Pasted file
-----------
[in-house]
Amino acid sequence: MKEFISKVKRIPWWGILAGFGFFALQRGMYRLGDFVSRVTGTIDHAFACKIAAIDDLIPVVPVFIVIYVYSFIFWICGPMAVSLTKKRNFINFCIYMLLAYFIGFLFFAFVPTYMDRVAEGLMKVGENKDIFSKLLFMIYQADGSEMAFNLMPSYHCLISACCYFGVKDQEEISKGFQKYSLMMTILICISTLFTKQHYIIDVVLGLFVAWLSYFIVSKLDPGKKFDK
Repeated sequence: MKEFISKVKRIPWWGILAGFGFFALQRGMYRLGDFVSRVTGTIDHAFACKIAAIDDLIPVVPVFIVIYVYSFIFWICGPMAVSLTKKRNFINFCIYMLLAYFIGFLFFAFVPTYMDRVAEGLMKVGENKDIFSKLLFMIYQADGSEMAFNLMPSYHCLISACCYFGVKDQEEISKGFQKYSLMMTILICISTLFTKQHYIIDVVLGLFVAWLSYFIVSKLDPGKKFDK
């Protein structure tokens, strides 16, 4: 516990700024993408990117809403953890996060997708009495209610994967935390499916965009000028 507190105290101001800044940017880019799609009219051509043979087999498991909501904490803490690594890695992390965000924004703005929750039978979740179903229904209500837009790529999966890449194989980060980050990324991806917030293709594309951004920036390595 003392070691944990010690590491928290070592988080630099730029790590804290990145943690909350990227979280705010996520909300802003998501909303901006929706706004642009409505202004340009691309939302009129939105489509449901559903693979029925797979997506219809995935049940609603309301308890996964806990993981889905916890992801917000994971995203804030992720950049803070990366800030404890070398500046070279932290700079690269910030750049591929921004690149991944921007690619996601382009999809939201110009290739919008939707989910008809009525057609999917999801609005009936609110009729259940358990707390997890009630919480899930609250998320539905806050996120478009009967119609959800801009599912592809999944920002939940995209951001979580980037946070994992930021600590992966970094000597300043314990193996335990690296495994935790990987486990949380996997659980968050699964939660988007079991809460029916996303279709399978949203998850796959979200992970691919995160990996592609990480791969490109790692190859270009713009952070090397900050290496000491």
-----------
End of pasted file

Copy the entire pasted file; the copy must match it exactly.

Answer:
[in-house]
Amino acid sequence: MKEFISKVKRIPWWGILAGFGFFALQRGMYRLGDFVSRVTGTIDHAFACKIAAIDDLIPVVPVFIVIYVYSFIFWICGPMAVSLTKKRNFINFCIYMLLAYFIGFLFFAFVPTYMDRVAEGLMKVGENKDIFSKLLFMIYQADGSEMAFNLMPSYHCLISACCYFGVKDQEEISKGFQKYSLMMTILICISTLFTKQHYIIDVVLGLFVAWLSYFIVSKLDPGKKFDK
Repeated sequence: MKEFISKVKRIPWWGILAGFGFFALQRGMYRLGDFVSRVTGTIDHAFACKIAAIDDLIPVVPVFIVIYVYSFIFWICGPMAVSLTKKRNFINFCIYMLLAYFIGFLFFAFVPTYMDRVAEGLMKVGENKDIFSKLLFMIYQADGSEMAFNLMPSYHCLISACCYFGVKDQEEISKGFQKYSLMMTILICISTLFTKQHYIIDVVLGLFVAWLSYFIVSKLDPGKKFDK
């Protein structure tokens, strides 16, 4: 516990700024993408990117809403953890996060997708009495209610994967935390499916965009000028 507190105290101001800044940017880019799609009219051509043979087999498991909501904490803490690594890695992390965000924004703005929750039978979740179903229904209500837009790529999966890449194989980060980050990324991806917030293709594309951004920036390595 003392070691944990010690590491928290070592988080630099730029790590804290990145943690909350990227979280705010996520909300802003998501909303901006929706706004642009409505202004340009691309939302009129939105489509449901559903693979029925797979997506219809995935049940609603309301308890996964806990993981889905916890992801917000994971995203804030992720950049803070990366800030404890070398500046070279932290700079690269910030750049591929921004690149991944921007690619996601382009999809939201110009290739919008939707989910008809009525057609999917999801609005009936609110009729259940358990707390997890009630919480899930609250998320539905806050996120478009009967119609959800801009599912592809999944920002939940995209951001979580980037946070994992930021600590992966970094000597300043314990193996335990690296495994935790990987486990949380996997659980968050699964939660988007079991809460029916996303279709399978949203998850796959979200992970691919995160990996592609990480791969490109790692190859270009713009952070090397900050290496000491």